A comedy filled with tenderness as a baby raccoon snuggles his way into the life of a lonely boy. He becomes the boy's only companion during his father's frequent absences. Because of ...
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A comedy filled with tenderness as a baby raccoon snuggles his way into the life of a lonely boy. He becomes the boy's only companion during his father's frequent absences. Because of Rascal, both father and son realize their responsibility to each other. Written by
In the classroom scene at the very start of the film, these lines from the Edward Pollock poem The Parting Hour are on the blackboard: 'The one who goes is happier, Than those he leaves behind'. See more »
Small budget (?) made Disney miss the whole point (almost)
I just finished reading Sterling North's wonderful novel and immediately thereafter watched the film. Book and film are two different media, so the filmed interpretation has to be different from the printed version. Therefore it's meaningless to make a fine-combing comparison and whine about details. But I have to be critical, because the film misses just too much of what the book gives its readers.
The central part of the novel is an irresistible declaration of love to the nature of Wisconsin, the way it looked in 1918. Father and son travel together through the state from south to north, all the way up to Lake Superior. They stay put for a while in one place particularly, where Sterling and Rascal are left alone during the days, while Dad is busy with real estate deals.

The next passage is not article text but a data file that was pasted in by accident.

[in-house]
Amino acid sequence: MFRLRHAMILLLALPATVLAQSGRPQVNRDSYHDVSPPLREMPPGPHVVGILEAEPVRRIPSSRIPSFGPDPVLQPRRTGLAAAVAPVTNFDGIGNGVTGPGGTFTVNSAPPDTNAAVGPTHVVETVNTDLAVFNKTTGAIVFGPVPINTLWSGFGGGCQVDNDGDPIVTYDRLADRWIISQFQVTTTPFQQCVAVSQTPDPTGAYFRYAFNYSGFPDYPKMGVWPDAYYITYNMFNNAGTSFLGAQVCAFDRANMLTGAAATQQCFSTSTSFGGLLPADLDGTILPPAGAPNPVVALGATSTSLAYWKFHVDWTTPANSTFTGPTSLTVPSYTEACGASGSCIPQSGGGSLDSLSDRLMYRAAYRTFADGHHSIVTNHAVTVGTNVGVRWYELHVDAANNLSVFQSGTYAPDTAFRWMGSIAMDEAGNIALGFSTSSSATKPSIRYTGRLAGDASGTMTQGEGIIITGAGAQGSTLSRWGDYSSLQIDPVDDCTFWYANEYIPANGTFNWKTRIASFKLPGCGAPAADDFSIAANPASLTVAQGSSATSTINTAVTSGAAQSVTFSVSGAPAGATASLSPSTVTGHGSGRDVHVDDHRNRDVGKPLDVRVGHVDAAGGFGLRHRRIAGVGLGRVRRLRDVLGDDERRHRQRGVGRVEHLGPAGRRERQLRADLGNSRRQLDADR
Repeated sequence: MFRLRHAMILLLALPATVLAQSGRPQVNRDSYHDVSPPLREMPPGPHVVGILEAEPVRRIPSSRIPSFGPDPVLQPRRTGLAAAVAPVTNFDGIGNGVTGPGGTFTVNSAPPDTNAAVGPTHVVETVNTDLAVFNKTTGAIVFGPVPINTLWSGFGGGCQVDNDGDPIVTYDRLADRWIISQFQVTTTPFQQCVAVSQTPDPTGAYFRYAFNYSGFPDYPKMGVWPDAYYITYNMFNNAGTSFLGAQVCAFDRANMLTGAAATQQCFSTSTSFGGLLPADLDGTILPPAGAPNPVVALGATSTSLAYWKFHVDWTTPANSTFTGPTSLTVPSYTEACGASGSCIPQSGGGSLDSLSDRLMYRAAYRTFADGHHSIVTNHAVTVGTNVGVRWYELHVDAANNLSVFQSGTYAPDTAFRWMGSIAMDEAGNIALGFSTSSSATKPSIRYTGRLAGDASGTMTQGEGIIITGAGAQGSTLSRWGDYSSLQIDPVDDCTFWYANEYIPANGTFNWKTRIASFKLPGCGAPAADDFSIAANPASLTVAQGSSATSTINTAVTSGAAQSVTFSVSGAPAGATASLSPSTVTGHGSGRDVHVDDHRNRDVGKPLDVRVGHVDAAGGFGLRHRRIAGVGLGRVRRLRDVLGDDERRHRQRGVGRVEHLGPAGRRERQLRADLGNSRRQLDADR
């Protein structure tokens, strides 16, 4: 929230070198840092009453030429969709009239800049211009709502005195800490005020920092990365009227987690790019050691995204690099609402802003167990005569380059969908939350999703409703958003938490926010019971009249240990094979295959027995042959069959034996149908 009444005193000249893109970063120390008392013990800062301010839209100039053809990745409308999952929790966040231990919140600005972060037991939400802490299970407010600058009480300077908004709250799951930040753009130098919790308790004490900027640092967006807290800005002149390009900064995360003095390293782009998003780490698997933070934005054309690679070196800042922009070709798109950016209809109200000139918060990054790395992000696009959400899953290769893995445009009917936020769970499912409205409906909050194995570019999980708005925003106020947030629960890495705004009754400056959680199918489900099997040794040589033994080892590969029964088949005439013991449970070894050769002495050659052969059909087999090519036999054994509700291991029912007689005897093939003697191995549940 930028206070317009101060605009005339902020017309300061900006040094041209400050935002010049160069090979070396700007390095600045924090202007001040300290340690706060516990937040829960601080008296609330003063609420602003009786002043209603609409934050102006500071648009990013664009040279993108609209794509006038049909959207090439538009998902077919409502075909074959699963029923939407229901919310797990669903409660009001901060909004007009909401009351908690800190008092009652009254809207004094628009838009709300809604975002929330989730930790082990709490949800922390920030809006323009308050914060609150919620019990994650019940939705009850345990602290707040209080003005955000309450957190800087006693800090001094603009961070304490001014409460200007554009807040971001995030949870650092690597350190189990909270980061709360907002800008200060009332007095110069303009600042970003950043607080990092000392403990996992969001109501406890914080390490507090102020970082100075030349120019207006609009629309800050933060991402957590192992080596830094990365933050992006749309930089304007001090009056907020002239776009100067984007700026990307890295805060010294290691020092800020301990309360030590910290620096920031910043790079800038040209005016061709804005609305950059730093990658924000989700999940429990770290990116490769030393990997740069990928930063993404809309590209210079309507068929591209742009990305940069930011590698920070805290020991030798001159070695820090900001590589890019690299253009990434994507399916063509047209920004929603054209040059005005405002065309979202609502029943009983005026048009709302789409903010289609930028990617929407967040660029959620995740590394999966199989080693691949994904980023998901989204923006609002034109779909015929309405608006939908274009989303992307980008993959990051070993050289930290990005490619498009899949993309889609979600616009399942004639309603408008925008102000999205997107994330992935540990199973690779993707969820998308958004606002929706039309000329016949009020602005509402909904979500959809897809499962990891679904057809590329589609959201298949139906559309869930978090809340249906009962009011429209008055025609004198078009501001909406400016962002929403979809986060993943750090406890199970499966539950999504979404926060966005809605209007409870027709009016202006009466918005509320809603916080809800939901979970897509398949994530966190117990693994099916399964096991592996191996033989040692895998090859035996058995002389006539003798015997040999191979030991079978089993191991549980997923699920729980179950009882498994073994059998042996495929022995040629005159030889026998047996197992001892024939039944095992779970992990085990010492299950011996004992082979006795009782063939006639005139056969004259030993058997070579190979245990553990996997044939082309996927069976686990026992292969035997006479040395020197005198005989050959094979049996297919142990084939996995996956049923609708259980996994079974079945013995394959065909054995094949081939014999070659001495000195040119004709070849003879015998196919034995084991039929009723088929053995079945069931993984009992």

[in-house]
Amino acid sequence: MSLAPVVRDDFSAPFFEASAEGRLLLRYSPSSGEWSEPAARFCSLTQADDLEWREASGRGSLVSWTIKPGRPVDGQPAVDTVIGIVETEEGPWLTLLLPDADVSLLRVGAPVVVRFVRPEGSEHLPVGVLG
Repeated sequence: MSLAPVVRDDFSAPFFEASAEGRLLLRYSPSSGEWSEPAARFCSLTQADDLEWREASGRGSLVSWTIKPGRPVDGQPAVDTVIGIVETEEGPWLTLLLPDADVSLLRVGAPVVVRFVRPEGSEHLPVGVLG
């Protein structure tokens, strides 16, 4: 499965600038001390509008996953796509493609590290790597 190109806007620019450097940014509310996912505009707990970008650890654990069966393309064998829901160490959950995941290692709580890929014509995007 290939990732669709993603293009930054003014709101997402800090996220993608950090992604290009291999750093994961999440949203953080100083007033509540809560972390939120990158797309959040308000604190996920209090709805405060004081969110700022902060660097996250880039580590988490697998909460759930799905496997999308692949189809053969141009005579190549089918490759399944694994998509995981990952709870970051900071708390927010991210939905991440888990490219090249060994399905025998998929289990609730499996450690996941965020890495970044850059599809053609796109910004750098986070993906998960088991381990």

Nature is a leading actor in the novel, as is so often also the case in Disney films from the era in question. But this time, the company saved some bucks and didn't film on location in Wisconsin. I believe that's why this isn't a nature film but a conventional family comedy. Southern California is beautiful, but it doesn't look like Wisconsin. There are no oak and maple forests and no giant lake. Either they didn't care to give us a long and wonderful view of nature or they didn't think it was worth the cost or they didn't grasp the importance of that very pivotal part of the novel . We get there not only a description of landscapes but also the development of the psychological relation between father and son and also between boy and animal.
Lack of understanding, lack of ambition, lack of money? Take your pick, in any case I can't recommend the film to those who have read and come to love the novel. For others, it may work reasonably well, as a family comedy with a pet in an important role.
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